In 2016, Korryn Gaines was fatally shot by Baltimore police after they attempted to enter her home. Her family sued, and after two years in court, a jury eventually rewarded them over $37 million in damages. A judge overturned that verdict last year, arguing that the officer was protected under “qualified immunity.”
Now, the Baltimore Sun reports that an appeals court has found that the lower court acted wrongfully when it overturned that verdict. However, there is no consensus between the attorneys about whether this new ruling reinstates the full amount of the award to the family. Ken Ravenell, one of the attorneys for the Gaines family, believes that this new ruling reinstates the full amount for the moment.
“This is obviously huge for Kodi and the rest of the Gaines family. The court found that the trial judge violated the law in taking that verdict away. They can now expect that they can collect a significant award in the near future.” Ravenell said. He did acknowledge that the new ruling has left open the possibility that a lower court can alter the amount. Attorneys for Baltimore County believe this new ruling significantly reduces the amount awarded to the family. “The County is continuing a comprehensive evaluation of the opinion and considering further action. We cannot comment further.” Sean Naron, a county spokesman, wrote in an email to the Sun.
In August 2016, police arrived at Gaines’ apartment to serve her warrant for a missed court date regarding a traffic violation. When no one opened the door, the police tried opening it with a key from the complex before kicking it down to break the chain locking it. They found Gaines in the apartment with her son, Kodi. Gaines was holding a shotgun when they entered and the cops initially retreated back into the hallway. Lawyers for the family say Gaines had an innate distrust of police and potentially suffered from a mental illness that made her detach from reality.
From the Sun:
Cpl. Royce Ruby was stationed for five hours just outside the door, which was cracked open a few inches. Ruby testified that Gaines sat in the hallway of her apartment, a shotgun on her lap and a cellphone to her ear.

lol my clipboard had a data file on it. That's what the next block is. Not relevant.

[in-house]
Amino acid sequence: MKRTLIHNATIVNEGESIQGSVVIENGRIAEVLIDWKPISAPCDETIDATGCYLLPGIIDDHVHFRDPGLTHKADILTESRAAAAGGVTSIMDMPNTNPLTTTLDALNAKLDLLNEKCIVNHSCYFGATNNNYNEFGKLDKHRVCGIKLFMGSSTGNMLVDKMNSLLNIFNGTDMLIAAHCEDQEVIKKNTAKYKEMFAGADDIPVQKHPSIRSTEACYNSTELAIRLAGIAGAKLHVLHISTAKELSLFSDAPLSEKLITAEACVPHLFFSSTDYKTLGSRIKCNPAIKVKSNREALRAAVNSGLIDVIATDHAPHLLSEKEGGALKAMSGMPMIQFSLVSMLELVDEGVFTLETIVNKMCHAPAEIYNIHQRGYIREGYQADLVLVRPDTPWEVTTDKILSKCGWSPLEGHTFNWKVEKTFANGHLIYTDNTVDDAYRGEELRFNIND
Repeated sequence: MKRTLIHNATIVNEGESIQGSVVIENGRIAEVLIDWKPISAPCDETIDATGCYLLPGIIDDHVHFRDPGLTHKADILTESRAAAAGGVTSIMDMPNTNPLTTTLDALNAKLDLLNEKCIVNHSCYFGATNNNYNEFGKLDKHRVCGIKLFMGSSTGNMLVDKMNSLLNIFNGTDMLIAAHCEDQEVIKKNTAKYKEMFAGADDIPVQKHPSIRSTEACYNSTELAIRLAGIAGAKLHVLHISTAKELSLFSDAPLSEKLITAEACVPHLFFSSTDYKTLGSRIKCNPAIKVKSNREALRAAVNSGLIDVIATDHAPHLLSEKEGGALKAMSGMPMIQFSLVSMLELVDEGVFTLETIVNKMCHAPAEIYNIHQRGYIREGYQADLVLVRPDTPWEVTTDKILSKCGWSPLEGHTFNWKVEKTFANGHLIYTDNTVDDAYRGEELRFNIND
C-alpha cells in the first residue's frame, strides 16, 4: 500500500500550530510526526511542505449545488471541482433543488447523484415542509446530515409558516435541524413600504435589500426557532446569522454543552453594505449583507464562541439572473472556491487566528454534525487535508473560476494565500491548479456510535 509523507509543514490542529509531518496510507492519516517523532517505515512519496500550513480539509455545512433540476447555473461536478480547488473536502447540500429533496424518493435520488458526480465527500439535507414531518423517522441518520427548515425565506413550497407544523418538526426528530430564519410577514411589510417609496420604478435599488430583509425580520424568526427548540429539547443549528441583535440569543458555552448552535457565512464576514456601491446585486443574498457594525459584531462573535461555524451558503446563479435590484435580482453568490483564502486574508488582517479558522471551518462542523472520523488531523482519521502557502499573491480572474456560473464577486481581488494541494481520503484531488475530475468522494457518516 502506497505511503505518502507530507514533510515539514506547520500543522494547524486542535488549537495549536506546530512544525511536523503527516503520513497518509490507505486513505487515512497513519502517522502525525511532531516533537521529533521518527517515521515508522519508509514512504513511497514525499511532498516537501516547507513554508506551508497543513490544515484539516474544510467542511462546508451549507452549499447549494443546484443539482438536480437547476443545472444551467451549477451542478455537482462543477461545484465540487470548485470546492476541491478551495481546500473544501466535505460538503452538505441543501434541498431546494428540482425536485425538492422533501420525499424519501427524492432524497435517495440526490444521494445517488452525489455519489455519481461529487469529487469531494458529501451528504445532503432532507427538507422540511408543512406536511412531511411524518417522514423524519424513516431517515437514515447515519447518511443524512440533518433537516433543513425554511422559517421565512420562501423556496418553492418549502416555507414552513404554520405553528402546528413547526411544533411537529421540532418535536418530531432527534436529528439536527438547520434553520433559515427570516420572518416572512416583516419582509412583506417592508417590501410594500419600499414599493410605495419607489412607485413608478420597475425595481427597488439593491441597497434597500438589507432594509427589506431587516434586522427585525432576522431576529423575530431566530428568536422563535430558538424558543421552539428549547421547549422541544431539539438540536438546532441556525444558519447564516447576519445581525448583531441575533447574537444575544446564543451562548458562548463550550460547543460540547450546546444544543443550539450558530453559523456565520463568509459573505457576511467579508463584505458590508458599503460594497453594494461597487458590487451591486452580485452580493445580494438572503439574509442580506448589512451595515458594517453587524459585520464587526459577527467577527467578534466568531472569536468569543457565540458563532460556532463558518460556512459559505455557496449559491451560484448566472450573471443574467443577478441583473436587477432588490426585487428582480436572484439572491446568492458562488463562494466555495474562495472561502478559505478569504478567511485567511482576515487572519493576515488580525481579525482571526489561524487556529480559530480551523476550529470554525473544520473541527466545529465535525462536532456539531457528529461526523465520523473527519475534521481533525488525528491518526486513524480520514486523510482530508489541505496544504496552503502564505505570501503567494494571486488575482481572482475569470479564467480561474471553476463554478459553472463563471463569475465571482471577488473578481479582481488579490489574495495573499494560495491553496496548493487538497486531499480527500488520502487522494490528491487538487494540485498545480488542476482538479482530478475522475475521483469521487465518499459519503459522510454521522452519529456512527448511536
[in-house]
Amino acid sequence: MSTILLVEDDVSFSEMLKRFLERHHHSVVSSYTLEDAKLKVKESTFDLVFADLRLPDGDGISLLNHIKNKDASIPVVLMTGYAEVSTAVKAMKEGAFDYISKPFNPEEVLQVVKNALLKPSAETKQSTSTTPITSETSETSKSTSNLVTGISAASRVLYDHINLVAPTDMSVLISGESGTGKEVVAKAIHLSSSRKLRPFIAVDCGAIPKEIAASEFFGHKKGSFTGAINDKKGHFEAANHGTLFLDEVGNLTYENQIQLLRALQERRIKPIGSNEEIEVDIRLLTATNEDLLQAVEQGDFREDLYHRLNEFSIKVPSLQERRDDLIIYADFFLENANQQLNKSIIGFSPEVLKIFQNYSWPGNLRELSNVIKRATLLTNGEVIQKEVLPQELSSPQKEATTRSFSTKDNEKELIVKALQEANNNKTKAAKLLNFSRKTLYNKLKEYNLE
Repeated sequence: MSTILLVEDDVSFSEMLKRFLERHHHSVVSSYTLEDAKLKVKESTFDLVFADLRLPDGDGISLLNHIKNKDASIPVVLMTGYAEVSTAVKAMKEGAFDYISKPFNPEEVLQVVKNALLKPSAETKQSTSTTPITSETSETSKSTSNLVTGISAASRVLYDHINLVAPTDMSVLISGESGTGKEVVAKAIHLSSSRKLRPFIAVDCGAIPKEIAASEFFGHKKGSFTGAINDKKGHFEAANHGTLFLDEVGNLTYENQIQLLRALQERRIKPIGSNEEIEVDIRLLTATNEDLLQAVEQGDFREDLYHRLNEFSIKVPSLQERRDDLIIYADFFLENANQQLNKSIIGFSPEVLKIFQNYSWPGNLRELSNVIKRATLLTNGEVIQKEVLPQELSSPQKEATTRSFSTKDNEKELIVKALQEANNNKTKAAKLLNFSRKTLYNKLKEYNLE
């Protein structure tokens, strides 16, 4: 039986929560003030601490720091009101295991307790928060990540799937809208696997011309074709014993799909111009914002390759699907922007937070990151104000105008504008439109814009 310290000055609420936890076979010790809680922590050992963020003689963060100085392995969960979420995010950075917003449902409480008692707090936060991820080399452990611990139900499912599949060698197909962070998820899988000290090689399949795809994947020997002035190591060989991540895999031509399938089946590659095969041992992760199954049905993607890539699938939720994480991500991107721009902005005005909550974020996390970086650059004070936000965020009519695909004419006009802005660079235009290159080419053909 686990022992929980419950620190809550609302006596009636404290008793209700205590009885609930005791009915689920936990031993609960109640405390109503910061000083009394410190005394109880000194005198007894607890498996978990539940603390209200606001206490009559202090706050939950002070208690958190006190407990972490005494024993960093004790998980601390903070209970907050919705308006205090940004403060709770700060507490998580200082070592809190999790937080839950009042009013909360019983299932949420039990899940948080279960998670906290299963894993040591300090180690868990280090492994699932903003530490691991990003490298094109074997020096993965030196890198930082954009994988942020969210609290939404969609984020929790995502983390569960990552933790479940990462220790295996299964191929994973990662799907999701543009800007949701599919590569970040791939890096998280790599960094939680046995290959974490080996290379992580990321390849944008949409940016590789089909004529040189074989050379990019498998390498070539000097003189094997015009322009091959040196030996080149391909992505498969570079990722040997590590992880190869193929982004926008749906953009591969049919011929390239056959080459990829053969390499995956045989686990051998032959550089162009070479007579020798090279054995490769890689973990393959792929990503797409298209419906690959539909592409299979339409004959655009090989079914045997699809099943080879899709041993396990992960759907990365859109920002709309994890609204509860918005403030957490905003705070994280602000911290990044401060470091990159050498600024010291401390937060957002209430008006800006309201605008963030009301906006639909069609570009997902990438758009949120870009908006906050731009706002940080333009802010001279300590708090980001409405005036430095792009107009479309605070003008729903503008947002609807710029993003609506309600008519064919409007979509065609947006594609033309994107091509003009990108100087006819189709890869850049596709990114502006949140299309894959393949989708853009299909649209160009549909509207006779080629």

She broadcast some of the standoff on Facebook until police succeeded in having her accounts shut down. She used her phone to videotape officers, and sometimes gave the phone to 5-year-old Kodi so he could film, too.
Eventually, Kodi went into the kitchen and Gaines followed. The boy would tell a therapist later that his mother was shot when she went to make him a peanut butter and jelly sandwich, according to testimony at trial.
Ruby testified that Gaines suddenly went into the kitchen and raised the shotgun in a firing position pointed toward officers. He testified that he could see only the barrel of the shotgun and long braids of her hair.
“Fearing for officer safety, he fired ‘a head shot,’ aiming high to avoid hitting Kodi, who he knew was in the kitchen, although he did not know exactly where,” the appeals judges noted in their opinion.
The first bullet the officer fired ricocheted off the refrigerator and struck Kodi in the cheek. No officers were charged in the case but a jury did find that the first shot that struck Kodi violated the civil rights of both Korryn and Kodi. This resulted in the over $37 million awarded to the family.
The family hopes this ruling will allow them the financial support to get Kodi the help he needs. Kodi’s father, Corey Cunningham, says that his son has been a “shell of himself” since the incident occurred. He’s had trouble behaving in school, suffers from anxiety and has had to see a counselor. Kodi told his counselor that his mom was making herself a peanut butter and jelly sandwich when she was killed. “This gives them the hope that in the very near future a young Kodi will get the psychological care that he needs so desperately,” Ravenell said.